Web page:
The Power Rangers are a true phenomenon of children's entertainment. What started out as a cheesy kids' show with bad action sequences has turned into a multi-million dollar industry with a true cult following. The original kids this show was aimed at are now in college which just goes to show what some clever marketing will do. When the original Mighty Morphin Power Rangers show aired, much like the Cabbage Patch doll craze, there was a shortage of action figures, which caused panic among parents everywhere and brought even more visibility to the show. Over 500 (!!) episodes later, it's still going strong.
This show has seen many variations, including three seasons of the Mighty Morphin series, Wild Force, Ninja Storm, and Dino Thunder, just to name a few. Despite a rotating cast of actors, the characters are distinguished by their colorful fighting gear and their karate chopping fighting moves. They have also become more politically correct as time has gone on; in the first seasons the Black Ranger was played by a black actor, and the Yellow Ranger was played by an Asian actress. (The Green Ranger, however, as far as I know, was not played by an Irish guy). It may have been lost on the kiddies, but thankfully times have changed since then.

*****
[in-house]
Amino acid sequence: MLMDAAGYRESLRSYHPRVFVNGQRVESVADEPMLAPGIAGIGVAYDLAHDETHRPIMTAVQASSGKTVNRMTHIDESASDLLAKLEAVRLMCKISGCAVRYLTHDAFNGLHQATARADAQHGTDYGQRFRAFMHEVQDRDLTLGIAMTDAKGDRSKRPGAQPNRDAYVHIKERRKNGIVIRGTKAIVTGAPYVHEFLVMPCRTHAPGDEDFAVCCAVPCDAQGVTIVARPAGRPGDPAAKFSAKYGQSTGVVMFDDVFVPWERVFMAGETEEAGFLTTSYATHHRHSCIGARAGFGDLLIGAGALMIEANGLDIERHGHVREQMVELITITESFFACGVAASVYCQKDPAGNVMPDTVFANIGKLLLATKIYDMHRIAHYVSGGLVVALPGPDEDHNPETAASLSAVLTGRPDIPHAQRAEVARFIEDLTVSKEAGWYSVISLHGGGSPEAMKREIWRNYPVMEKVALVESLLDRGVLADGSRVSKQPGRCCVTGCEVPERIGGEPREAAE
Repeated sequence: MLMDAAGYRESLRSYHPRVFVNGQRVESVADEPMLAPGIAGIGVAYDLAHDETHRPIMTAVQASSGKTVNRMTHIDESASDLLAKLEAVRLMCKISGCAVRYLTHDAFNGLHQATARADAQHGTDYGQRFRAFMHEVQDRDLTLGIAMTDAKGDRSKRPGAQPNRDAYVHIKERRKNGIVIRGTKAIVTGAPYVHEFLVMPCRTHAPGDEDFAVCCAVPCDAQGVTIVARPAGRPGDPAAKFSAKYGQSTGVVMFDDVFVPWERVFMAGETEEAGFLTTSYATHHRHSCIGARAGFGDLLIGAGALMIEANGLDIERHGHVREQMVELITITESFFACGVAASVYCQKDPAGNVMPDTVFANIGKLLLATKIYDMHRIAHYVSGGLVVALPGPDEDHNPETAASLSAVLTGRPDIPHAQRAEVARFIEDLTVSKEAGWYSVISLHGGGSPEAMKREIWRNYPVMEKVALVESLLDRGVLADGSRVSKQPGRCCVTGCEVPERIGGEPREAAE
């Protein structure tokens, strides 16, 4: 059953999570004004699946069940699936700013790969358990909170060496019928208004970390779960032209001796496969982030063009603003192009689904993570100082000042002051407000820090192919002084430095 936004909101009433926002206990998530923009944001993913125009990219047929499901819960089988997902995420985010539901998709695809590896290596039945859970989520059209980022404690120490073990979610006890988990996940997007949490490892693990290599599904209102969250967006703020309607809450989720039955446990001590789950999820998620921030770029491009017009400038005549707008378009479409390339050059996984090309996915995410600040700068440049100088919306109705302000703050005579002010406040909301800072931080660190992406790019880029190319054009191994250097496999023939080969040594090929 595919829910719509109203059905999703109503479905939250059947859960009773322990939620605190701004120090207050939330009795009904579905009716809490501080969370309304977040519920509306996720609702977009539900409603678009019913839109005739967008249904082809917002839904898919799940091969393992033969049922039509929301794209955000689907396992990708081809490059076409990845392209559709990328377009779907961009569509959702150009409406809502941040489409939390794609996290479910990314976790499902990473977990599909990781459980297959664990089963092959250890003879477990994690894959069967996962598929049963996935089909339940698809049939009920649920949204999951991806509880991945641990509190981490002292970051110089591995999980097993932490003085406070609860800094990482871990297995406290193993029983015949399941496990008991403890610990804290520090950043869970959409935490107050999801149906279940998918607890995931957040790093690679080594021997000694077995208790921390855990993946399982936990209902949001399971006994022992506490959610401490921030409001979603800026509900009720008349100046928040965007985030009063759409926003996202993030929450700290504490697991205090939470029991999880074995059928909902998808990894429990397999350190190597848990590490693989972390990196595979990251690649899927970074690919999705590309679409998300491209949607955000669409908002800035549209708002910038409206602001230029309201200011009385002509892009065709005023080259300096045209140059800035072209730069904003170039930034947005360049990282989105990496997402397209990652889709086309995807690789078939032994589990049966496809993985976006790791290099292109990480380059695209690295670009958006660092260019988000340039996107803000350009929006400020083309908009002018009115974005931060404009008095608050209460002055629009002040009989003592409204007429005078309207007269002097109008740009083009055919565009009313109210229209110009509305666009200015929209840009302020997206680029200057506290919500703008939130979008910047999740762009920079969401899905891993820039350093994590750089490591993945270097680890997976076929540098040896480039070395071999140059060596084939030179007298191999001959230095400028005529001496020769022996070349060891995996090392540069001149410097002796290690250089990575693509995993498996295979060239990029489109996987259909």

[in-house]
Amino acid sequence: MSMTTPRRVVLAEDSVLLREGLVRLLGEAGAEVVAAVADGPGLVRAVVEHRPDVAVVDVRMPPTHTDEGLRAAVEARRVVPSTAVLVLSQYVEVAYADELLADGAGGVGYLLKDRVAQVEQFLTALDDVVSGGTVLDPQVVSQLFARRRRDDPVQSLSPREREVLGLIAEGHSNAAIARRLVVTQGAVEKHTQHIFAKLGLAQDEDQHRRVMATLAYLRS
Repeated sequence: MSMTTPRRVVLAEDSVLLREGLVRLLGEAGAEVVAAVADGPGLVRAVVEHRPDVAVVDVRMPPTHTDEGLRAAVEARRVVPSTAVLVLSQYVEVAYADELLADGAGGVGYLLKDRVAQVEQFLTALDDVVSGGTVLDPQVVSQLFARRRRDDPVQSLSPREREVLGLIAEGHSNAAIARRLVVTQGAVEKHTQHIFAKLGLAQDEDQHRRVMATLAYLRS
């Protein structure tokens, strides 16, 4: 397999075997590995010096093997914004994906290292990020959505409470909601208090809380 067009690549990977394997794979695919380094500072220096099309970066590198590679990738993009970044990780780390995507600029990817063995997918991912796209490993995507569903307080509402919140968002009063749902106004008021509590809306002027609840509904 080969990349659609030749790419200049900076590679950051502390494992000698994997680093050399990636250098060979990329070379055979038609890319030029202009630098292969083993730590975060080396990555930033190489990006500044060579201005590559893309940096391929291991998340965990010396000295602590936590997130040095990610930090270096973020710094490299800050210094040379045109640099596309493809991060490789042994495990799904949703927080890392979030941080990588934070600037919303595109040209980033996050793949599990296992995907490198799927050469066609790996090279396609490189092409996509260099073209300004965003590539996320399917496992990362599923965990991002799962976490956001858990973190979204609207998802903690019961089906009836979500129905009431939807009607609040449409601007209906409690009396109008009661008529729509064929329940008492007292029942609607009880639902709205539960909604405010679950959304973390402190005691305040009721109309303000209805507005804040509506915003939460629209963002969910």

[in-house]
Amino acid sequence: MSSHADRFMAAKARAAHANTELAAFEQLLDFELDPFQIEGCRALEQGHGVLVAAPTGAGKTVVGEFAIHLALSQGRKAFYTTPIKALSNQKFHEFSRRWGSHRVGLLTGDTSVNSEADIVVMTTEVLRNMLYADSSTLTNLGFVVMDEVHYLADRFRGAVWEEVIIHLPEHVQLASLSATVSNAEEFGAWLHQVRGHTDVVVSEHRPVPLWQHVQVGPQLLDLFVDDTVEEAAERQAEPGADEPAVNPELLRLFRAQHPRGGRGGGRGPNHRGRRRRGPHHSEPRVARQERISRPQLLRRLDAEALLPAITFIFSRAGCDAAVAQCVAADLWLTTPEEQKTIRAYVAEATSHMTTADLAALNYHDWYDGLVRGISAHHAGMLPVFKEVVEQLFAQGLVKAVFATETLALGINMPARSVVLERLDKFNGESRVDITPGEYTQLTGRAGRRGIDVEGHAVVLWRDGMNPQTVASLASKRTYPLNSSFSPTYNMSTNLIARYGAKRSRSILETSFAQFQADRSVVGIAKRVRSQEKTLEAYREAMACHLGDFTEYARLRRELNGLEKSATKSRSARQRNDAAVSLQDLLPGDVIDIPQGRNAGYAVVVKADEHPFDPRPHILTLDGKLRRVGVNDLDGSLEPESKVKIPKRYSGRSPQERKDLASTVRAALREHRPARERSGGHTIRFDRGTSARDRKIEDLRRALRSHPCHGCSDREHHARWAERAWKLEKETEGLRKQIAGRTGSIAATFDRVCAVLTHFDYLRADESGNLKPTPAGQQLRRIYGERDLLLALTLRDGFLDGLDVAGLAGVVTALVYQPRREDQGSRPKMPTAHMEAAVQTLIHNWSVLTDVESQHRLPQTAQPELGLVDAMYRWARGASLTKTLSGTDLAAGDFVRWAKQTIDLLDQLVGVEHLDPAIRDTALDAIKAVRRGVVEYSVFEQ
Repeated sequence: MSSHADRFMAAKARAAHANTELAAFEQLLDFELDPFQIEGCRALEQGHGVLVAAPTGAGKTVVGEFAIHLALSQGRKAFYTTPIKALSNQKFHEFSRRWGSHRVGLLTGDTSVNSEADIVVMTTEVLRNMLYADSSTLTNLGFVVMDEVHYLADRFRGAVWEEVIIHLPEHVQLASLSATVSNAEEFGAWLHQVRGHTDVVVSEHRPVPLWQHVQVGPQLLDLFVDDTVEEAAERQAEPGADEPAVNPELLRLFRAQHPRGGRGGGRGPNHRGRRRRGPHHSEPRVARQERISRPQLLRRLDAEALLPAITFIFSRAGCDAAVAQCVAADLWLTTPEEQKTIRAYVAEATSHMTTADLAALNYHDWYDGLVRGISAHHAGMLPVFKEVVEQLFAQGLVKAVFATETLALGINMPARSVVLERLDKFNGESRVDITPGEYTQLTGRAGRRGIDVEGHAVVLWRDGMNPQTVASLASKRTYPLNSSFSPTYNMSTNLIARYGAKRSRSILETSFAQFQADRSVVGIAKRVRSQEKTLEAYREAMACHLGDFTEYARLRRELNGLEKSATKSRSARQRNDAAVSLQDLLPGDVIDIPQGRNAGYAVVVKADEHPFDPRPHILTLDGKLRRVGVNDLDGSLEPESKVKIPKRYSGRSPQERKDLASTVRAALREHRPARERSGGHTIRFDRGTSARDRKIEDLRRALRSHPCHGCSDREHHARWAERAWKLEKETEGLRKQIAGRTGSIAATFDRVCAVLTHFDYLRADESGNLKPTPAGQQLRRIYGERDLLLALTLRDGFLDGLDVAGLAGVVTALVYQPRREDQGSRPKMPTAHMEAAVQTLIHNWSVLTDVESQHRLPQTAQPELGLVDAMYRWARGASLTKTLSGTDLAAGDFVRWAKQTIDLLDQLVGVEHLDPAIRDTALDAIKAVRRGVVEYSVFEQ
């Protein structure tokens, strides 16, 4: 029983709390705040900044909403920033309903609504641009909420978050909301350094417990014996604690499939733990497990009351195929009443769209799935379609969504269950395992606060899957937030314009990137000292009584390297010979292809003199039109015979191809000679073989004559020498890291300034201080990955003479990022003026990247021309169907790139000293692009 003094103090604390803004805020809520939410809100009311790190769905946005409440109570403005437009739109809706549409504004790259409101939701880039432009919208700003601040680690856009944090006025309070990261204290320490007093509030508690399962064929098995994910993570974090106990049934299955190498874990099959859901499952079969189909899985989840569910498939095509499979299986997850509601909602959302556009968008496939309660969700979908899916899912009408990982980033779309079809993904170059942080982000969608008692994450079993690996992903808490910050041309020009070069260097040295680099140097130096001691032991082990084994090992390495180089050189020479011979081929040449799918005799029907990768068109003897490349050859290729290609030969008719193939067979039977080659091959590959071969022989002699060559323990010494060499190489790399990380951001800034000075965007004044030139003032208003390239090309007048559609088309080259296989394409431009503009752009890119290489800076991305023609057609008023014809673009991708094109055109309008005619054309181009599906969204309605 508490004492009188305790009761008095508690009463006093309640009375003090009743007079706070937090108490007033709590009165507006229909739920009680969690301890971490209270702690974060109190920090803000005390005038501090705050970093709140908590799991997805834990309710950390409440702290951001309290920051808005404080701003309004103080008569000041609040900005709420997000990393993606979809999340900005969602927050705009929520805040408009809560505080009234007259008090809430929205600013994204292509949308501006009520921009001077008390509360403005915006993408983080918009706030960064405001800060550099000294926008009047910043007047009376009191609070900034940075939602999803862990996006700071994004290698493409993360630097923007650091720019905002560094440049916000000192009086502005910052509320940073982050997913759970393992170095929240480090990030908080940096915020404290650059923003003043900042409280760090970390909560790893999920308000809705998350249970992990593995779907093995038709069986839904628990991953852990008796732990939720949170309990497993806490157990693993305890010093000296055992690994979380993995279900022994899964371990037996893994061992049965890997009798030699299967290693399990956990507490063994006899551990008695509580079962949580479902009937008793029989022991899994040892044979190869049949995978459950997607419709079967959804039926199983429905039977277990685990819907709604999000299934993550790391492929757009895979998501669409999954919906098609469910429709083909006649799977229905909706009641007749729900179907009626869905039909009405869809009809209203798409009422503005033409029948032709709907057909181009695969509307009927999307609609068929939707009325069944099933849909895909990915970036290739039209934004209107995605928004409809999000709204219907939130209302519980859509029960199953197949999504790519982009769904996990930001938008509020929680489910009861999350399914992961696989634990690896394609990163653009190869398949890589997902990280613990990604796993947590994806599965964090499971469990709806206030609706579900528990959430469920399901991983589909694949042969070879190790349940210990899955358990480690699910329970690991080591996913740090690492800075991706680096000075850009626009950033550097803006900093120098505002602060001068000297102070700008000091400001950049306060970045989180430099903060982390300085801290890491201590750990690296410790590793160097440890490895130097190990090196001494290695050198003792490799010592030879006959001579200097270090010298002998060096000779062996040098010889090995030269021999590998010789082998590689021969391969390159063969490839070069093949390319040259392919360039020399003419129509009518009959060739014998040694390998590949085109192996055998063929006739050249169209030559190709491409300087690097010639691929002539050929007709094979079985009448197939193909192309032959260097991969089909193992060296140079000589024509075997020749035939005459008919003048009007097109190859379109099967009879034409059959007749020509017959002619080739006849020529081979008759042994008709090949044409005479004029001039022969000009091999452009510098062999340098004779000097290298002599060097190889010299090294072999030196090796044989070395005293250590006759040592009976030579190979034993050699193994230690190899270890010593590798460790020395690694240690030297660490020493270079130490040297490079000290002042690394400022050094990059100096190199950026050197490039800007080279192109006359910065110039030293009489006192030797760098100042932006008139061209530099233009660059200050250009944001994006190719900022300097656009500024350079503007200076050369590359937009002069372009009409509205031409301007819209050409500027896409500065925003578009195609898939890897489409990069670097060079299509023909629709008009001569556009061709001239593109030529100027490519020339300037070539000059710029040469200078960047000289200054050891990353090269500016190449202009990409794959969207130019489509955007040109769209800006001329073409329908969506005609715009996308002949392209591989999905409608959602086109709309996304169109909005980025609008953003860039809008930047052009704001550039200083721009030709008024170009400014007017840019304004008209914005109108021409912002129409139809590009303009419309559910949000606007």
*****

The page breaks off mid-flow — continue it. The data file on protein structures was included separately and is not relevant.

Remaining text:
On SPD, which stands for "Space Patrol Delta," the Rangers police officers, tasked with protecting Earth from alien invaders. They are led by Commander Doggie Cruger, who looks like, well, a dog. Except he's blue. The Rangers experience the usual trials and tribulations but in the end find that sticking together is the best line of defense against the evildoers.
This disc features a generous five episodes which clock in at just under 2 hours, which is rare for a children's disc. The included episodes are:
"Messenger Pt. I" and "Messenger Pt. II" – Morgana is out to destroy the world, and it's up to the SPD Rangers to stop her! The Power Rangers receive some help from the future at the hands of the Omega Ranger.
"Zapped" – A magician with a magic wand from Morgana becomes the Rangers' newest nemesis, and in a subplot, a strained relationship develops between the Rangers and Commander Cruger.
"Reflection Pt. I" and "Reflection Pt. II" – Sky recalls his brave father's death and vows vengeance against Merlock, who was responsible for his death.
I may catch hell for this, because I know the fans of this show are pretty rabid, but SPD is one of my least favorite variations on the Power Rangers franchise. It is too complicated to follow, thanks to the terminology and the very involved plots, and while this may be great for older science fiction fans, let's keep in mind that this is a show aimed at kids. If my 5-year-old is any indication, my line of thinking is on target. He watches the show, but he is not as excited by it as he was by the Dino Thunder series, or even better, the Power Rangers Generations shows featured on the Disney Channel, which uncovers many of the original episodes.